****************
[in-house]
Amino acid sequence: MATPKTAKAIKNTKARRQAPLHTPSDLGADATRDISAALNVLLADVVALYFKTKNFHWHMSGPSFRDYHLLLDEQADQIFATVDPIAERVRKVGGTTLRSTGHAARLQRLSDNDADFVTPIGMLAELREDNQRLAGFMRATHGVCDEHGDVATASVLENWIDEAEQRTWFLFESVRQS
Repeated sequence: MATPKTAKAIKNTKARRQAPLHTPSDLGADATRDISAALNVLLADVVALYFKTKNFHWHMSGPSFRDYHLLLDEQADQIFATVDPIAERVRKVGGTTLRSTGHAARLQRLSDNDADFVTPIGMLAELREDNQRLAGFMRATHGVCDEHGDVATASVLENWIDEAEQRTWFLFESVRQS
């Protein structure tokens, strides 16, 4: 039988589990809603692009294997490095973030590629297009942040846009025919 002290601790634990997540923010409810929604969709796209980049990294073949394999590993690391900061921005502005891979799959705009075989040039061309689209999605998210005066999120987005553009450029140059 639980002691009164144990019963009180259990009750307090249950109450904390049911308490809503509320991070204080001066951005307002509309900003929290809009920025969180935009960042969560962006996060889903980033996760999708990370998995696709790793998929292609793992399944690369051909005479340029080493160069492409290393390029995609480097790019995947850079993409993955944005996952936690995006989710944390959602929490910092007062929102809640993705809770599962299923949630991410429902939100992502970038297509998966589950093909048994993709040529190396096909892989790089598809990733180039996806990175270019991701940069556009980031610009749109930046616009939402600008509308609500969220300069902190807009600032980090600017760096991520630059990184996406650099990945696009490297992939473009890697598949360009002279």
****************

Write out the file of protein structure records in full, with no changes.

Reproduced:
[in-house]
Amino acid sequence: MATPKTAKAIKNTKARRQAPLHTPSDLGADATRDISAALNVLLADVVALYFKTKNFHWHMSGPSFRDYHLLLDEQADQIFATVDPIAERVRKVGGTTLRSTGHAARLQRLSDNDADFVTPIGMLAELREDNQRLAGFMRATHGVCDEHGDVATASVLENWIDEAEQRTWFLFESVRQS
Repeated sequence: MATPKTAKAIKNTKARRQAPLHTPSDLGADATRDISAALNVLLADVVALYFKTKNFHWHMSGPSFRDYHLLLDEQADQIFATVDPIAERVRKVGGTTLRSTGHAARLQRLSDNDADFVTPIGMLAELREDNQRLAGFMRATHGVCDEHGDVATASVLENWIDEAEQRTWFLFESVRQS
């Protein structure tokens, strides 16, 4: 039988589990809603692009294997490095973030590629297009942040846009025919 002290601790634990997540923010409810929604969709796209980049990294073949394999590993690391900061921005502005891979799959705009075989040039061309689209999605998210005066999120987005553009450029140059 639980002691009164144990019963009180259990009750307090249950109450904390049911308490809503509320991070204080001066951005307002509309900003929290809009920025969180935009960042969560962006996060889903980033996760999708990370998995696709790793998929292609793992399944690369051909005479340029080493160069492409290393390029995609480097790019995947850079993409993955944005996952936690995006989710944390959602929490910092007062929102809640993705809770599962299923949630991410429902939100992502970038297509998966589950093909048994993709040529190396096909892989790089598809990733180039996806990175270019991701940069556009980031610009749109930046616009939402600008509308609500969220300069902190807009600032980090600017760096991520630059990184996406650099990945696009490297992939473009890697598949360009002279």